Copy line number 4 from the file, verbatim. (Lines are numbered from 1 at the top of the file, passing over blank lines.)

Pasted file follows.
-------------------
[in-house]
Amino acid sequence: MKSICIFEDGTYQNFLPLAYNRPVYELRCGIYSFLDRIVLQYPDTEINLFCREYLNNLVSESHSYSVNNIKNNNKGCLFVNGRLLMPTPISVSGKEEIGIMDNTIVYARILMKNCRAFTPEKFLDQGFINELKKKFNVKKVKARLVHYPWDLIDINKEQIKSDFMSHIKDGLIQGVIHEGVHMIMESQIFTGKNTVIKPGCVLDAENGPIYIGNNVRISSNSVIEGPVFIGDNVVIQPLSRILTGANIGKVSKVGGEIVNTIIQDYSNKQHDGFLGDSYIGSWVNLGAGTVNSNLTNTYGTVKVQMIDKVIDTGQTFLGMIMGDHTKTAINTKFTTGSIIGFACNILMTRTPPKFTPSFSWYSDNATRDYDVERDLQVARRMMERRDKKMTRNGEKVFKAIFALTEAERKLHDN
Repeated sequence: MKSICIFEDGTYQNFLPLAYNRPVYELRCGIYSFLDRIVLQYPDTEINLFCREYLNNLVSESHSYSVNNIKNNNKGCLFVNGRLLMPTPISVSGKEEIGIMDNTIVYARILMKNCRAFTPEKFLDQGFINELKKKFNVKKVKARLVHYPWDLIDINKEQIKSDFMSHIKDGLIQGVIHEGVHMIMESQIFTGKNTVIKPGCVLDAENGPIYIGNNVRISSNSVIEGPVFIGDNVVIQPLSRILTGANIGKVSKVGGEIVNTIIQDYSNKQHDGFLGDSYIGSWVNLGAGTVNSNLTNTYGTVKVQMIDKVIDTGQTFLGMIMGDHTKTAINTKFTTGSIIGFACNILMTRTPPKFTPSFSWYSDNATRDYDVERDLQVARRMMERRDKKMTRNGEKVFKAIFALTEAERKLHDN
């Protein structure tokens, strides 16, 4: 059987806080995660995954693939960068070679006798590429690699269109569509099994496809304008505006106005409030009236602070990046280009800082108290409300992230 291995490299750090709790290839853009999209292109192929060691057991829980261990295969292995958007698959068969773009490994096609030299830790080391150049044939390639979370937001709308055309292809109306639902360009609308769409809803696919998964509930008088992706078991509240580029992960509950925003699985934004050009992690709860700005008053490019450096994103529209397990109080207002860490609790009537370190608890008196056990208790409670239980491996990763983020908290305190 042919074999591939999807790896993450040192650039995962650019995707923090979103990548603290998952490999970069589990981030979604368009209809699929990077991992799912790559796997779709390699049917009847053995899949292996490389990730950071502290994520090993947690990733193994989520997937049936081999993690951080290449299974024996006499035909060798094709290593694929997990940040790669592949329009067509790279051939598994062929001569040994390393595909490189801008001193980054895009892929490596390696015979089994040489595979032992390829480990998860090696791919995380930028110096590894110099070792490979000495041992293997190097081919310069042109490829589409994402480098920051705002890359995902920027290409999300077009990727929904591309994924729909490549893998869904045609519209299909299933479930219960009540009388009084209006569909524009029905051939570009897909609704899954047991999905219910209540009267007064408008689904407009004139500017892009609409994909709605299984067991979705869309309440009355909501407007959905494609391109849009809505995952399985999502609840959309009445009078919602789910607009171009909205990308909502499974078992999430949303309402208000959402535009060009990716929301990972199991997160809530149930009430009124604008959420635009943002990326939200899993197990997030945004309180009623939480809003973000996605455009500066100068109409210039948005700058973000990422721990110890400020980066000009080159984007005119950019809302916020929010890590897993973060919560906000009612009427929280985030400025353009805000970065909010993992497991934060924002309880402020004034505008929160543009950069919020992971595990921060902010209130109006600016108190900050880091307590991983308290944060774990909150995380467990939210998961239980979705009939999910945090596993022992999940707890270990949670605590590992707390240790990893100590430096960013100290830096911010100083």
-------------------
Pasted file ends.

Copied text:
């Protein structure tokens, strides 16, 4: 059987806080995660995954693939960068070679006798590429690699269109569509099994496809304008505006106005409030009236602070990046280009800082108290409300992230 291995490299750090709790290839853009999209292109192929060691057991829980261990295969292995958007698959068969773009490994096609030299830790080391150049044939390639979370937001709308055309292809109306639902360009609308769409809803696919998964509930008088992706078991509240580029992960509950925003699985934004050009992690709860700005008053490019450096994103529209397990109080207002860490609790009537370190608890008196056990208790409670239980491996990763983020908290305190 042919074999591939999807790896993450040192650039995962650019995707923090979103990548603290998952490999970069589990981030979604368009209809699929990077991992799912790559796997779709390699049917009847053995899949292996490389990730950071502290994520090993947690990733193994989520997937049936081999993690951080290449299974024996006499035909060798094709290593694929997990940040790669592949329009067509790279051939598994062929001569040994390393595909490189801008001193980054895009892929490596390696015979089994040489595979032992390829480990998860090696791919995380930028110096590894110099070792490979000495041992293997190097081919310069042109490829589409994402480098920051705002890359995902920027290409999300077009990727929904591309994924729909490549893998869904045609519209299909299933479930219960009540009388009084209006569909524009029905051939570009897909609704899954047991999905219910209540009267007064408008689904407009004139500017892009609409994909709605299984067991979705869309309440009355909501407007959905494609391109849009809505995952399985999502609840959309009445009078919602789910607009171009909205990308909502499974078992999430949303309402208000959402535009060009990716929301990972199991997160809530149930009430009124604008959420635009943002990326939200899993197990997030945004309180009623939480809003973000996605455009500066100068109409210039948005700058973000990422721990110890400020980066000009080159984007005119950019809302916020929010890590897993973060919560906000009612009427929280985030400025353009805000970065909010993992497991934060924002309880402020004034505008929160543009950069919020992971595990921060902010209130109006600016108190900050880091307590991983308290944060774990909150995380467990939210998961239980979705009939999910945090596993022992999940707890270990949670605590590992707390240790990893100590430096960013100290830096911010100083």